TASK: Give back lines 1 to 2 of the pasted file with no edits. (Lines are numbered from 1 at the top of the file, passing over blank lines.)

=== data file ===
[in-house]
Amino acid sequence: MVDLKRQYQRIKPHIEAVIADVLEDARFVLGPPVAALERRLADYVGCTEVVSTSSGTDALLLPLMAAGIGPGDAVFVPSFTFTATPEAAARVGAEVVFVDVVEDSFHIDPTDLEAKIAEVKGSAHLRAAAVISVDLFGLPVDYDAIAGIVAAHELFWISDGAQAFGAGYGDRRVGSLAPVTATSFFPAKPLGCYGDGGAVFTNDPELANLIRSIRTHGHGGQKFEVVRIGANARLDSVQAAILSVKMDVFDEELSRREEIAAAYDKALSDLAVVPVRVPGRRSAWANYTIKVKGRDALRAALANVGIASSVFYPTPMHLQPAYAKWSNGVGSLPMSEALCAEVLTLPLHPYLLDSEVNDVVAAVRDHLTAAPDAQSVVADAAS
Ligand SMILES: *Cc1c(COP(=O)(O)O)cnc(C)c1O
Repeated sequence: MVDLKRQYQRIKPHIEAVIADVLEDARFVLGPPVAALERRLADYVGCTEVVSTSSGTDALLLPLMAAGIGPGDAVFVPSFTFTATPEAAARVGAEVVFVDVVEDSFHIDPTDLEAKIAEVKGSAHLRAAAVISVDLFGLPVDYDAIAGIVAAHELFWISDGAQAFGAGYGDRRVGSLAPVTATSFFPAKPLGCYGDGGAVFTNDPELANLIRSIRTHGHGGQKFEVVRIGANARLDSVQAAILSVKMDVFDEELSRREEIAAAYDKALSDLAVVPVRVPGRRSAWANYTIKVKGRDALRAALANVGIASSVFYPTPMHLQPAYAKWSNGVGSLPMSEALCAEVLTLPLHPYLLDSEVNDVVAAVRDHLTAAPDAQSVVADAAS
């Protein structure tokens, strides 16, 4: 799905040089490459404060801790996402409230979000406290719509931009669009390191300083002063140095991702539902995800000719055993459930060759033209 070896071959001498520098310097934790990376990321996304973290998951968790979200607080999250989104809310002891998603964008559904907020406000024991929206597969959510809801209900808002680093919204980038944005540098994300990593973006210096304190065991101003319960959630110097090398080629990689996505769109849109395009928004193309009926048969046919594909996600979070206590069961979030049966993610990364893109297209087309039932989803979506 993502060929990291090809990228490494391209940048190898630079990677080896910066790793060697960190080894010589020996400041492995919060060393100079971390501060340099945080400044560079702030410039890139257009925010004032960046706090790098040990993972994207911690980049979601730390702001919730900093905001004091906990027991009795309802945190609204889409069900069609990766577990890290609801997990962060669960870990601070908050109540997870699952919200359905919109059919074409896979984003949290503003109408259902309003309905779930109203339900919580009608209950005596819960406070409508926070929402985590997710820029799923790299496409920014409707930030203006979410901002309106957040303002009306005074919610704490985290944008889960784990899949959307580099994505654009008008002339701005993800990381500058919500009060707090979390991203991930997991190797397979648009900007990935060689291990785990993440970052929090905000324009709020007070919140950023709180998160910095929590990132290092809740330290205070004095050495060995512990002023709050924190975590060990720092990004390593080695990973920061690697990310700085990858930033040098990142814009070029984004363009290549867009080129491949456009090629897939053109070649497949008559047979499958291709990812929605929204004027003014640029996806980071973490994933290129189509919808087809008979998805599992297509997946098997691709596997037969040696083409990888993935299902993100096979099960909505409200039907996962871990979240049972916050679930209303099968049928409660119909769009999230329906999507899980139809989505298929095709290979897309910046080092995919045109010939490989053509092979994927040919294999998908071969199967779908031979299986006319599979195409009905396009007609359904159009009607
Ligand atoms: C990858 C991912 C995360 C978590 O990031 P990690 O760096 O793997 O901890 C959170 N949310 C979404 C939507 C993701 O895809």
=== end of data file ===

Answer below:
[in-house]
Amino acid sequence: MVDLKRQYQRIKPHIEAVIADVLEDARFVLGPPVAALERRLADYVGCTEVVSTSSGTDALLLPLMAAGIGPGDAVFVPSFTFTATPEAAARVGAEVVFVDVVEDSFHIDPTDLEAKIAEVKGSAHLRAAAVISVDLFGLPVDYDAIAGIVAAHELFWISDGAQAFGAGYGDRRVGSLAPVTATSFFPAKPLGCYGDGGAVFTNDPELANLIRSIRTHGHGGQKFEVVRIGANARLDSVQAAILSVKMDVFDEELSRREEIAAAYDKALSDLAVVPVRVPGRRSAWANYTIKVKGRDALRAALANVGIASSVFYPTPMHLQPAYAKWSNGVGSLPMSEALCAEVLTLPLHPYLLDSEVNDVVAAVRDHLTAAPDAQSVVADAAS